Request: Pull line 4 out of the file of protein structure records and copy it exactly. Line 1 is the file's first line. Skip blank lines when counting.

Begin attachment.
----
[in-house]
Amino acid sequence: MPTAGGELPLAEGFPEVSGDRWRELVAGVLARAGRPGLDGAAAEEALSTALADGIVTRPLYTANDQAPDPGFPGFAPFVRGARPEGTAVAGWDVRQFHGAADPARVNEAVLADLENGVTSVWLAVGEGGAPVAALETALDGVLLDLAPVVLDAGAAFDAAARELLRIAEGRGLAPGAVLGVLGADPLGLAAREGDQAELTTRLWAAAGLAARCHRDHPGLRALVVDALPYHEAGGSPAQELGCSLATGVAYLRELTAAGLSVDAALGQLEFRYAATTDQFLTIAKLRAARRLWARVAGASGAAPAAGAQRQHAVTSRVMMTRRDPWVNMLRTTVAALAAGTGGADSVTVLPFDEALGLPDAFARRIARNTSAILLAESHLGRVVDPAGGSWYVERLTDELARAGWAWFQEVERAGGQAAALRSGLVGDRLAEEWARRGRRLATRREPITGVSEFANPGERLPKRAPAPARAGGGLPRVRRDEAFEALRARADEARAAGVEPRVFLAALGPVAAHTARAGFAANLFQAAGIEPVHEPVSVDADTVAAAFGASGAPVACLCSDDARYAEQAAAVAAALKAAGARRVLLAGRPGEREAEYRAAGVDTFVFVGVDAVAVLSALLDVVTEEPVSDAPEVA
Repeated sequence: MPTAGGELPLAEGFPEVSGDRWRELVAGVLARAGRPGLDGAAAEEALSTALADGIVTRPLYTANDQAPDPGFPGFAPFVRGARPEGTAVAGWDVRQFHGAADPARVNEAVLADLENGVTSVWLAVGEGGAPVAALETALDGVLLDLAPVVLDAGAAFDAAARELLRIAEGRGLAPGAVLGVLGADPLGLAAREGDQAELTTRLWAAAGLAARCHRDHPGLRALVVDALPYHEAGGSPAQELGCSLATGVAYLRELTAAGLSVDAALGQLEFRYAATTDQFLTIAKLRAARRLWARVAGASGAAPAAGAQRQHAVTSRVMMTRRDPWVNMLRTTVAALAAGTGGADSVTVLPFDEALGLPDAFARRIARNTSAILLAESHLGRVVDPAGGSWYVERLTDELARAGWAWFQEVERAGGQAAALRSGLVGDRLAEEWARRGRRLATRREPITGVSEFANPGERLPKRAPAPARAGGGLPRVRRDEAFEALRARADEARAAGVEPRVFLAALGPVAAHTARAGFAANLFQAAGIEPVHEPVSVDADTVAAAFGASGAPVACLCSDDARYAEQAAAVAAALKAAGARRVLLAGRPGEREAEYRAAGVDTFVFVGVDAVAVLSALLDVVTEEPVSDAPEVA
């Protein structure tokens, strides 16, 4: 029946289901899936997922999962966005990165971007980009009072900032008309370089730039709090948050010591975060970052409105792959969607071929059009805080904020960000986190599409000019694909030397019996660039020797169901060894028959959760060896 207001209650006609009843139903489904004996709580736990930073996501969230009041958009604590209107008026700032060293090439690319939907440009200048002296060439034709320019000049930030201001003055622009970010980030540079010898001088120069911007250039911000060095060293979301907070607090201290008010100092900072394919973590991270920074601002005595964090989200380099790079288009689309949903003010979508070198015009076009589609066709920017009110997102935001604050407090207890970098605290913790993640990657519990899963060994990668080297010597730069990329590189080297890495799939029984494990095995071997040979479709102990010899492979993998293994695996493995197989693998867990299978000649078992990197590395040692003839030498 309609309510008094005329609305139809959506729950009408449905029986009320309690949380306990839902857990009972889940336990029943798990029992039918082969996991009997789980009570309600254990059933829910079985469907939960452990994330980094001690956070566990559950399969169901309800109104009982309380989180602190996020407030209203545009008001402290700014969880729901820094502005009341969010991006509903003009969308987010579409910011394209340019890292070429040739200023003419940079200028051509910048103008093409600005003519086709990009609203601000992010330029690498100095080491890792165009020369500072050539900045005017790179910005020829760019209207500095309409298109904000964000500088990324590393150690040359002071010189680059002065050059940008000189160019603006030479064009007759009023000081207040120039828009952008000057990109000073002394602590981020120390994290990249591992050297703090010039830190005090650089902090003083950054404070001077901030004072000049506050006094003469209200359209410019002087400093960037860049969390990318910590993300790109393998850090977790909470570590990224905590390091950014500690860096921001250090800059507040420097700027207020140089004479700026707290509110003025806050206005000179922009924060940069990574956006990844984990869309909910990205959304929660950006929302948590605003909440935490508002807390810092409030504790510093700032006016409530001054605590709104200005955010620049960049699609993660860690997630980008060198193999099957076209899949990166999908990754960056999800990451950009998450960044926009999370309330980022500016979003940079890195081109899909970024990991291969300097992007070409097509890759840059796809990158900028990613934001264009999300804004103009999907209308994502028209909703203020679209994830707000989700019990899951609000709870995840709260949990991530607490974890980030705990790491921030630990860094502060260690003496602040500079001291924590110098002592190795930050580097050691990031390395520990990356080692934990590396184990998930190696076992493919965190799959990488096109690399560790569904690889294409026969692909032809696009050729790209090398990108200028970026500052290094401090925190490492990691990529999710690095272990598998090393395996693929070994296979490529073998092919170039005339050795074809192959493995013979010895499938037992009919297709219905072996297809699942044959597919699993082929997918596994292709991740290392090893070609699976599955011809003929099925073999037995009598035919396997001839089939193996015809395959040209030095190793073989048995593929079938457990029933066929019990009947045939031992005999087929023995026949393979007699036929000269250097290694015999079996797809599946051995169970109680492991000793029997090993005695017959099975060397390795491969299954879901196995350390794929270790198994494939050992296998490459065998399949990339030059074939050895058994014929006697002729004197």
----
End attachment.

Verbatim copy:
């Protein structure tokens, strides 16, 4: 029946289901899936997922999962966005990165971007980009009072900032008309370089730039709090948050010591975060970052409105792959969607071929059009805080904020960000986190599409000019694909030397019996660039020797169901060894028959959760060896 207001209650006609009843139903489904004996709580736990930073996501969230009041958009604590209107008026700032060293090439690319939907440009200048002296060439034709320019000049930030201001003055622009970010980030540079010898001088120069911007250039911000060095060293979301907070607090201290008010100092900072394919973590991270920074601002005595964090989200380099790079288009689309949903003010979508070198015009076009589609066709920017009110997102935001604050407090207890970098605290913790993640990657519990899963060994990668080297010597730069990329590189080297890495799939029984494990095995071997040979479709102990010899492979993998293994695996493995197989693998867990299978000649078992990197590395040692003839030498 309609309510008094005329609305139809959506729950009408449905029986009320309690949380306990839902857990009972889940336990029943798990029992039918082969996991009997789980009570309600254990059933829910079985469907939960452990994330980094001690956070566990559950399969169901309800109104009982309380989180602190996020407030209203545009008001402290700014969880729901820094502005009341969010991006509903003009969308987010579409910011394209340019890292070429040739200023003419940079200028051509910048103008093409600005003519086709990009609203601000992010330029690498100095080491890792165009020369500072050539900045005017790179910005020829760019209207500095309409298109904000964000500088990324590393150690040359002071010189680059002065050059940008000189160019603006030479064009007759009023000081207040120039828009952008000057990109000073002394602590981020120390994290990249591992050297703090010039830190005090650089902090003083950054404070001077901030004072000049506050006094003469209200359209410019002087400093960037860049969390990318910590993300790109393998850090977790909470570590990224905590390091950014500690860096921001250090800059507040420097700027207020140089004479700026707290509110003025806050206005000179922009924060940069990574956006990844984990869309909910990205959304929660950006929302948590605003909440935490508002807390810092409030504790510093700032006016409530001054605590709104200005955010620049960049699609993660860690997630980008060198193999099957076209899949990166999908990754960056999800990451950009998450960044926009999370309330980022500016979003940079890195081109899909970024990991291969300097992007070409097509890759840059796809990158900028990613934001264009999300804004103009999907209308994502028209909703203020679209994830707000989700019990899951609000709870995840709260949990991530607490974890980030705990790491921030630990860094502060260690003496602040500079001291924590110098002592190795930050580097050691990031390395520990990356080692934990590396184990998930190696076992493919965190799959990488096109690399560790569904690889294409026969692909032809696009050729790209090398990108200028970026500052290094401090925190490492990691990529999710690095272990598998090393395996693929070994296979490529073998092919170039005339050795074809192959493995013979010895499938037992009919297709219905072996297809699942044959597919699993082929997918596994292709991740290392090893070609699976599955011809003929099925073999037995009598035919396997001839089939193996015809395959040209030095190793073989048995593929079938457990029933066929019990009947045939031992005999087929023995026949393979007699036929000269250097290694015999079996797809599946051995169970109680492991000793029997090993005695017959099975060397390795491969299954879901196995350390794929270790198994494939050992296998490459065998399949990339030059074939050895058994014929006697002729004197």